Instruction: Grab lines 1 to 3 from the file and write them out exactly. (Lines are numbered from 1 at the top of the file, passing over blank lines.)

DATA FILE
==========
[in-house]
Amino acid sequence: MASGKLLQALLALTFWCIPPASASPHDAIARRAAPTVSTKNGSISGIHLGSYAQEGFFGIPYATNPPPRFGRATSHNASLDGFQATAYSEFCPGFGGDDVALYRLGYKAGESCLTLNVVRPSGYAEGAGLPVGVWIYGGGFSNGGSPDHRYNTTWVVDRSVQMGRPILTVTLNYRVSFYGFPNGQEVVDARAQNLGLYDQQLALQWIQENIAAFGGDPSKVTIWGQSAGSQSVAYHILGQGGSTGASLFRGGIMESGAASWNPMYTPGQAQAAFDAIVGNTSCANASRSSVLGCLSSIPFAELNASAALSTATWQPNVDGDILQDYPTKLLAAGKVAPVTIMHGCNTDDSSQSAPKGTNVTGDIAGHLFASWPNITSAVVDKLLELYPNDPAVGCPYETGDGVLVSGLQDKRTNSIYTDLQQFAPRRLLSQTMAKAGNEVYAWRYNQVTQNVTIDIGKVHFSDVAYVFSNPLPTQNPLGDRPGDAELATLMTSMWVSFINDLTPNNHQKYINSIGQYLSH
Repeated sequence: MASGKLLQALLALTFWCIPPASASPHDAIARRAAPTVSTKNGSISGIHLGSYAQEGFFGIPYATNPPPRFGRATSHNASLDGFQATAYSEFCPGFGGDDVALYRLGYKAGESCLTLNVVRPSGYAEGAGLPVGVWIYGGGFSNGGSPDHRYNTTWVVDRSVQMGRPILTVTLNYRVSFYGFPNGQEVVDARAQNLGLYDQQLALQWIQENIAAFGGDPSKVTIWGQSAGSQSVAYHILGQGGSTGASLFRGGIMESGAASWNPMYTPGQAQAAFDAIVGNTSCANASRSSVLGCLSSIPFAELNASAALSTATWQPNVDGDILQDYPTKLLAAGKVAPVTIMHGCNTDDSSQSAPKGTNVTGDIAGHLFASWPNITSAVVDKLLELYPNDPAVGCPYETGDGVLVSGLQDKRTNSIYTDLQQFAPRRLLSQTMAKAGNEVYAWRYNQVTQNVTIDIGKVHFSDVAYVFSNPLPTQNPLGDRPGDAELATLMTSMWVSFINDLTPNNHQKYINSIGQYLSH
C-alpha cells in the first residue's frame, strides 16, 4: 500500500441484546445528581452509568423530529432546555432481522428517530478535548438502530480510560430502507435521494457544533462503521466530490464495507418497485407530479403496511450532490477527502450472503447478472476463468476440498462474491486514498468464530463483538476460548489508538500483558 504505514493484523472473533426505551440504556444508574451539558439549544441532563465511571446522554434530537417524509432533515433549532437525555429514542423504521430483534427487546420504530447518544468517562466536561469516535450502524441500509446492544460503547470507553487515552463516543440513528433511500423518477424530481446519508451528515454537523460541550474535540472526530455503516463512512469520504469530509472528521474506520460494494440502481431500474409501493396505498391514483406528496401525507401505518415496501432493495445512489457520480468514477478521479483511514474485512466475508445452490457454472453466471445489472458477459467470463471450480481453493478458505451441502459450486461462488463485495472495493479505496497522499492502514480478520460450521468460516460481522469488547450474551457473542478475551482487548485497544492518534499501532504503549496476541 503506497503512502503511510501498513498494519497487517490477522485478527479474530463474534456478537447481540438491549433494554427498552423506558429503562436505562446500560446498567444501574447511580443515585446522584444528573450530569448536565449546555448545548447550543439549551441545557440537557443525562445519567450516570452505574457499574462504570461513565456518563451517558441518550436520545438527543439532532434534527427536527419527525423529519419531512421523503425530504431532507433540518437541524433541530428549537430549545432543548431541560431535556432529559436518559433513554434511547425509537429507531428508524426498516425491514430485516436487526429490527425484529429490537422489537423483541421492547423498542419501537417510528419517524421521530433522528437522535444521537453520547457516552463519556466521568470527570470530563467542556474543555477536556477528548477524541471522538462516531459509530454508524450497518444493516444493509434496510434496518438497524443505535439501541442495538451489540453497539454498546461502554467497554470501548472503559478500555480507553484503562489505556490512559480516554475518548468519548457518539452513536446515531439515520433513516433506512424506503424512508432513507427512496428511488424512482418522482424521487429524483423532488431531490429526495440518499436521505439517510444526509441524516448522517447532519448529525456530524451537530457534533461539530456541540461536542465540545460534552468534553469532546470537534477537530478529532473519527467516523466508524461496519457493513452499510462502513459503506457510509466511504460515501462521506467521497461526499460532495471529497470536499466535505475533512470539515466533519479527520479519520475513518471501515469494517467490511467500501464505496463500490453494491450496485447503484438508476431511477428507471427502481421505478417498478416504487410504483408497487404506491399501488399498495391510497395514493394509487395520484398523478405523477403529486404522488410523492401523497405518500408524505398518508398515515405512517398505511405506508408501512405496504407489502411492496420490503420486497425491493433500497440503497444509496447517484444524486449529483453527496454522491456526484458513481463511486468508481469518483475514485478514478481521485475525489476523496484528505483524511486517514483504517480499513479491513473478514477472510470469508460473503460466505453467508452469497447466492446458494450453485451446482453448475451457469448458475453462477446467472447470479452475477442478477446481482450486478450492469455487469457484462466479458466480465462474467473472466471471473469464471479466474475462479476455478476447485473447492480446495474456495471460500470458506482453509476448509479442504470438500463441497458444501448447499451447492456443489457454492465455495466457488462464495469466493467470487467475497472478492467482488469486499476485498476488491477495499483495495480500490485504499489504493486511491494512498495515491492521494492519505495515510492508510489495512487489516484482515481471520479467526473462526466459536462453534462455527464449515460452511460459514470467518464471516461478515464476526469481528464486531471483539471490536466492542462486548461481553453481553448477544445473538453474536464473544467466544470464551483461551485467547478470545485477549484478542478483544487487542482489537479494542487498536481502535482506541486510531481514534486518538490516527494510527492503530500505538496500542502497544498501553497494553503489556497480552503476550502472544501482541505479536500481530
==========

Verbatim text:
[in-house]
Amino acid sequence: MASGKLLQALLALTFWCIPPASASPHDAIARRAAPTVSTKNGSISGIHLGSYAQEGFFGIPYATNPPPRFGRATSHNASLDGFQATAYSEFCPGFGGDDVALYRLGYKAGESCLTLNVVRPSGYAEGAGLPVGVWIYGGGFSNGGSPDHRYNTTWVVDRSVQMGRPILTVTLNYRVSFYGFPNGQEVVDARAQNLGLYDQQLALQWIQENIAAFGGDPSKVTIWGQSAGSQSVAYHILGQGGSTGASLFRGGIMESGAASWNPMYTPGQAQAAFDAIVGNTSCANASRSSVLGCLSSIPFAELNASAALSTATWQPNVDGDILQDYPTKLLAAGKVAPVTIMHGCNTDDSSQSAPKGTNVTGDIAGHLFASWPNITSAVVDKLLELYPNDPAVGCPYETGDGVLVSGLQDKRTNSIYTDLQQFAPRRLLSQTMAKAGNEVYAWRYNQVTQNVTIDIGKVHFSDVAYVFSNPLPTQNPLGDRPGDAELATLMTSMWVSFINDLTPNNHQKYINSIGQYLSH
Repeated sequence: MASGKLLQALLALTFWCIPPASASPHDAIARRAAPTVSTKNGSISGIHLGSYAQEGFFGIPYATNPPPRFGRATSHNASLDGFQATAYSEFCPGFGGDDVALYRLGYKAGESCLTLNVVRPSGYAEGAGLPVGVWIYGGGFSNGGSPDHRYNTTWVVDRSVQMGRPILTVTLNYRVSFYGFPNGQEVVDARAQNLGLYDQQLALQWIQENIAAFGGDPSKVTIWGQSAGSQSVAYHILGQGGSTGASLFRGGIMESGAASWNPMYTPGQAQAAFDAIVGNTSCANASRSSVLGCLSSIPFAELNASAALSTATWQPNVDGDILQDYPTKLLAAGKVAPVTIMHGCNTDDSSQSAPKGTNVTGDIAGHLFASWPNITSAVVDKLLELYPNDPAVGCPYETGDGVLVSGLQDKRTNSIYTDLQQFAPRRLLSQTMAKAGNEVYAWRYNQVTQNVTIDIGKVHFSDVAYVFSNPLPTQNPLGDRPGDAELATLMTSMWVSFINDLTPNNHQKYINSIGQYLSH